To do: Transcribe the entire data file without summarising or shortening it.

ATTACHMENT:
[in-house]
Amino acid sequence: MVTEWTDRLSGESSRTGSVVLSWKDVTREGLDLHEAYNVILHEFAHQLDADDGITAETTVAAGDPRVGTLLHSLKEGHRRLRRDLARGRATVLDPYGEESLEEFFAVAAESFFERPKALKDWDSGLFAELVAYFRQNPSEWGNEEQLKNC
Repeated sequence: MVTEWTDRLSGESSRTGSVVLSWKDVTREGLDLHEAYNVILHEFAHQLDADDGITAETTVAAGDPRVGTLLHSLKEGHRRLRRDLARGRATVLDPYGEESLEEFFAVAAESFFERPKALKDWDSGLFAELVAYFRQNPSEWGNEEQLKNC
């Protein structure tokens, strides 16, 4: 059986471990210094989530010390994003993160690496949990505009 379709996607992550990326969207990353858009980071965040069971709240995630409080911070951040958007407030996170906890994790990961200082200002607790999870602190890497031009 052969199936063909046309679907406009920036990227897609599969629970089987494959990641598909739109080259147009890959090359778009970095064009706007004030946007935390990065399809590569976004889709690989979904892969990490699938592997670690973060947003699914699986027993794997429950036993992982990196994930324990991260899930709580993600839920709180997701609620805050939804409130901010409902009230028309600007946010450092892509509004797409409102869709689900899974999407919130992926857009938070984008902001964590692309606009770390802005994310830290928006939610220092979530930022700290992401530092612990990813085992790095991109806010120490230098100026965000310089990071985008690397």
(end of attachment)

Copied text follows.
[in-house]
Amino acid sequence: MVTEWTDRLSGESSRTGSVVLSWKDVTREGLDLHEAYNVILHEFAHQLDADDGITAETTVAAGDPRVGTLLHSLKEGHRRLRRDLARGRATVLDPYGEESLEEFFAVAAESFFERPKALKDWDSGLFAELVAYFRQNPSEWGNEEQLKNC
Repeated sequence: MVTEWTDRLSGESSRTGSVVLSWKDVTREGLDLHEAYNVILHEFAHQLDADDGITAETTVAAGDPRVGTLLHSLKEGHRRLRRDLARGRATVLDPYGEESLEEFFAVAAESFFERPKALKDWDSGLFAELVAYFRQNPSEWGNEEQLKNC
């Protein structure tokens, strides 16, 4: 059986471990210094989530010390994003993160690496949990505009 379709996607992550990326969207990353858009980071965040069971709240995630409080911070951040958007407030996170906890994790990961200082200002607790999870602190890497031009 052969199936063909046309679907406009920036990227897609599969629970089987494959990641598909739109080259147009890959090359778009970095064009706007004030946007935390990065399809590569976004889709690989979904892969990490699938592997670690973060947003699914699986027993794997429950036993992982990196994930324990991260899930709580993600839920709180997701609620805050939804409130901010409902009230028309600007946010450092892509509004797409409102869709689900899974999407919130992926857009938070984008902001964590692309606009770390802005994310830290928006939610220092979530930022700290992401530092612990990813085992790095991109806010120490230098100026965000310089990071985008690397």